If it's not a pocket veto, but is meant to be a regular one, and we accept this "memorandum of disapproval" as a veto message, then it means that presidents don't really need to stand up and say they've vetoed something.

        They can, in theory, send back a list of objections and a Valentine's Day card, and then refuse to say whether the bill has "been vetoed" or not, if they want to.

        Where does that leave Congress? Won't somebody want to know whether the bill has become a law or not?

        There's a colorable claim that a return plus a list of objections is all that's necessary, of course. But how difficult is the declaration, "I veto?" What would you do with a return and a list if the White House refused to answer any questions about it and just said, "Figure it out?"

        •  Lots to unpack there (0+ / 0-)

          He did two things.  He returned the bill and he issued a statement.  Did the statement go WITH the bill and his objections or was it issued concurrently?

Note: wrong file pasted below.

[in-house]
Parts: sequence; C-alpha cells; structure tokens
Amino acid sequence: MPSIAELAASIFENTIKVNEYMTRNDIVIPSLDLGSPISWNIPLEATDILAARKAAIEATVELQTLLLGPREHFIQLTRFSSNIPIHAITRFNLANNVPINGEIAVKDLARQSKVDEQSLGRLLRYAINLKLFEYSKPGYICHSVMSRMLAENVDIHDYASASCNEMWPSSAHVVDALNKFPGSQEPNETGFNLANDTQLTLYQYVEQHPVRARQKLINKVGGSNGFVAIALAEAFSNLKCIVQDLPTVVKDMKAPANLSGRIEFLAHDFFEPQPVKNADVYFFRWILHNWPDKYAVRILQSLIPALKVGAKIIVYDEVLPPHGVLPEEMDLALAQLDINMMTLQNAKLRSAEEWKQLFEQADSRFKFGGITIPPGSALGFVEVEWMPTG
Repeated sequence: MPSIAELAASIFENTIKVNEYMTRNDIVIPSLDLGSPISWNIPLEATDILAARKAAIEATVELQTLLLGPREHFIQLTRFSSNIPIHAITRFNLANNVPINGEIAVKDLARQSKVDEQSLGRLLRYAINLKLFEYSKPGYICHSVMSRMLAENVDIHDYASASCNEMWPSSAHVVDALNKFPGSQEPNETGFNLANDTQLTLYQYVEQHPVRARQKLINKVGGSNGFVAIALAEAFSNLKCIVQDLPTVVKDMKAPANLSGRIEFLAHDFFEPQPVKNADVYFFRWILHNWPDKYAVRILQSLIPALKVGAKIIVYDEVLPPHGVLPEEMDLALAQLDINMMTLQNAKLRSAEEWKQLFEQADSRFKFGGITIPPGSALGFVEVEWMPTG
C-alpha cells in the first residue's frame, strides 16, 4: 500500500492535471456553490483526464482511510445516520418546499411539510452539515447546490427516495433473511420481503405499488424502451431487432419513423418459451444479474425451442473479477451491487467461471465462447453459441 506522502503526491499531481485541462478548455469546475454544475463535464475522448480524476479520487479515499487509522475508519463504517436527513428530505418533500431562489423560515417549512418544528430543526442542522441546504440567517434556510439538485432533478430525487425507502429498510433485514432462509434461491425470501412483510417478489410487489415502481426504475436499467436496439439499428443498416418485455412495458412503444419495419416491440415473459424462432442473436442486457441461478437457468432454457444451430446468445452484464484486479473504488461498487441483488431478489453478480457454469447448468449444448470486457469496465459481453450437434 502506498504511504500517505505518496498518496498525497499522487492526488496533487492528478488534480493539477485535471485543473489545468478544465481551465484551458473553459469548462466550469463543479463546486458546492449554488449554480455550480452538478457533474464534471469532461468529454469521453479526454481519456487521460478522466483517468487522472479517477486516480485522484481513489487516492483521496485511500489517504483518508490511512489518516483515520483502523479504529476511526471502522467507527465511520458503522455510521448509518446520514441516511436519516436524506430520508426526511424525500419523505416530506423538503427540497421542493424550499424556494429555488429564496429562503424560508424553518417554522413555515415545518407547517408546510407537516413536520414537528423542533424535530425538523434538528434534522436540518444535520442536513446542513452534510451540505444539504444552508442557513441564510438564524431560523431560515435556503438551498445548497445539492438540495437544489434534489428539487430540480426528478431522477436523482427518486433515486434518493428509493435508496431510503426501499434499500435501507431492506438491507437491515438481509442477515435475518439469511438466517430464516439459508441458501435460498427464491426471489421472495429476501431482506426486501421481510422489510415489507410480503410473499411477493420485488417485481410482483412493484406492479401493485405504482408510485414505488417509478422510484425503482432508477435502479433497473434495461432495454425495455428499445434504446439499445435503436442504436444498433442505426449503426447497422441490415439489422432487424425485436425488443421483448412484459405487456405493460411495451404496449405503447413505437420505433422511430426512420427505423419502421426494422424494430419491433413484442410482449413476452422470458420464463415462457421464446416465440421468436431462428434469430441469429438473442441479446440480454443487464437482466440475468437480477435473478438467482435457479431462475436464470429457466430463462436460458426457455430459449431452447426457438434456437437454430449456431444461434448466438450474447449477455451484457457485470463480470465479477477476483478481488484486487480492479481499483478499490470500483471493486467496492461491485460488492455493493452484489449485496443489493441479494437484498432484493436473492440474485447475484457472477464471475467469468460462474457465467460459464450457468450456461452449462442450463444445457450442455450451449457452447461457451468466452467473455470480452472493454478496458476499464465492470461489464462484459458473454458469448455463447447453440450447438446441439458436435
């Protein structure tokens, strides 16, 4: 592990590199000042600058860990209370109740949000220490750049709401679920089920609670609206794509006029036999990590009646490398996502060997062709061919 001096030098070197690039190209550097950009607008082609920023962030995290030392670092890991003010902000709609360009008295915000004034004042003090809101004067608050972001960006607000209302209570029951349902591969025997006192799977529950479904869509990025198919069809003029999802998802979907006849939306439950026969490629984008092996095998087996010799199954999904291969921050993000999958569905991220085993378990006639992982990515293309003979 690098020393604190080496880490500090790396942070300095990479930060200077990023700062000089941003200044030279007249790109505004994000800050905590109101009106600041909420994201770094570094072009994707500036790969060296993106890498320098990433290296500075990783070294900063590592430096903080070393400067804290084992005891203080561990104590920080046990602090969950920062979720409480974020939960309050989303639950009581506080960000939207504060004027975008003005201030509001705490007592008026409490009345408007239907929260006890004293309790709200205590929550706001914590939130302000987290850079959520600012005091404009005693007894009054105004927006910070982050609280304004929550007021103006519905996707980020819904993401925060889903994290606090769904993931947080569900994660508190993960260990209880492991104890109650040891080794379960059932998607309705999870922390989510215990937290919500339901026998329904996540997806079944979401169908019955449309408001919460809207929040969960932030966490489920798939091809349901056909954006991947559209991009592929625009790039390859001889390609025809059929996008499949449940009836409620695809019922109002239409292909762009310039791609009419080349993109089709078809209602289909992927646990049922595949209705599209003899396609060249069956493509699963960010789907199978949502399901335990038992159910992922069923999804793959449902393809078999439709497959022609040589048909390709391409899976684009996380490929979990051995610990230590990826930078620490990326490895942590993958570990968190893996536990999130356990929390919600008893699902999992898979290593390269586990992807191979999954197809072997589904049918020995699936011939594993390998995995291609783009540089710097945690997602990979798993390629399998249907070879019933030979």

It seems to me that there are several possibilities and he's mostly just covering his ass.

          You put forth one possibility, that he's pocket vetoing because the House is not in session and thus he is allowed to do that.  If the House is not in session, then returning the bill to the House does nothing and doesn't matter because the House cannot accept it, thus pocket veto.

          But if he is NOT in a position to pocket veto because the House remains in a state of session such that the 10-day requirement would be in effect, then the bill is returned with objections, which would presumably (or at least possibly) qualify as a veto.  Given that, him simply standing up and saying "oh and also, pocket veto" doesn't matter because he's just saying it.  He's under no obligation to declare a pocket veto in the first place if the House is indeed out of session in such a manner to allow for a pocket veto.

          Your question "how difficult is the declaration 'I veto?'" obviously is, in one regard, very simple. It's easy to say, but why say it if there's any question about the consequences of saying so?

          You're correct that this will like have to be settled in court to establish whether a pocket veto is an available option given the circumstances.  And obviously that changes what action, if any, Congress can take.